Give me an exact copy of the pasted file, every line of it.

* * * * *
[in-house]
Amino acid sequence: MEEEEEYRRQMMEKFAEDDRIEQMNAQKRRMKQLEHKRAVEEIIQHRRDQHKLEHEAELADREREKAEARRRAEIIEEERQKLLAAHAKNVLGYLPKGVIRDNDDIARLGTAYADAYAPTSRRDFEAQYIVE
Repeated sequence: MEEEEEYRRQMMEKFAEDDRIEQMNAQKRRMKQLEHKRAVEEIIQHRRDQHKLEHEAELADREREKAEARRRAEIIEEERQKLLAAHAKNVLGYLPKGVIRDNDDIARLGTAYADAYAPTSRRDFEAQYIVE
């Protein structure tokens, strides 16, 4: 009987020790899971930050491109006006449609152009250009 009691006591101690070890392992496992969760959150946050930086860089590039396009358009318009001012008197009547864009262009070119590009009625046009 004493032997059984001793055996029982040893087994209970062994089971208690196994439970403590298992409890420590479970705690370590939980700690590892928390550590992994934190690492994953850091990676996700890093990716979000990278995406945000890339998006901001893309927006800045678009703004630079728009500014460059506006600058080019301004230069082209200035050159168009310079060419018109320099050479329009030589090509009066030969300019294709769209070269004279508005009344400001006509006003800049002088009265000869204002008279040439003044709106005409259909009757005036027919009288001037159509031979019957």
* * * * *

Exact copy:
[in-house]
Amino acid sequence: MEEEEEYRRQMMEKFAEDDRIEQMNAQKRRMKQLEHKRAVEEIIQHRRDQHKLEHEAELADREREKAEARRRAEIIEEERQKLLAAHAKNVLGYLPKGVIRDNDDIARLGTAYADAYAPTSRRDFEAQYIVE
Repeated sequence: MEEEEEYRRQMMEKFAEDDRIEQMNAQKRRMKQLEHKRAVEEIIQHRRDQHKLEHEAELADREREKAEARRRAEIIEEERQKLLAAHAKNVLGYLPKGVIRDNDDIARLGTAYADAYAPTSRRDFEAQYIVE
């Protein structure tokens, strides 16, 4: 009987020790899971930050491109006006449609152009250009 009691006591101690070890392992496992969760959150946050930086860089590039396009358009318009001012008197009547864009262009070119590009009625046009 004493032997059984001793055996029982040893087994209970062994089971208690196994439970403590298992409890420590479970705690370590939980700690590892928390550590992994934190690492994953850091990676996700890093990716979000990278995406945000890339998006901001893309927006800045678009703004630079728009500014460059506006600058080019301004230069082209200035050159168009310079060419018109320099050479329009030589090509009066030969300019294709769209070269004279508005009344400001006509006003800049002088009265000869204002008279040439003044709106005409259909009757005036027919009288001037159509031979019957």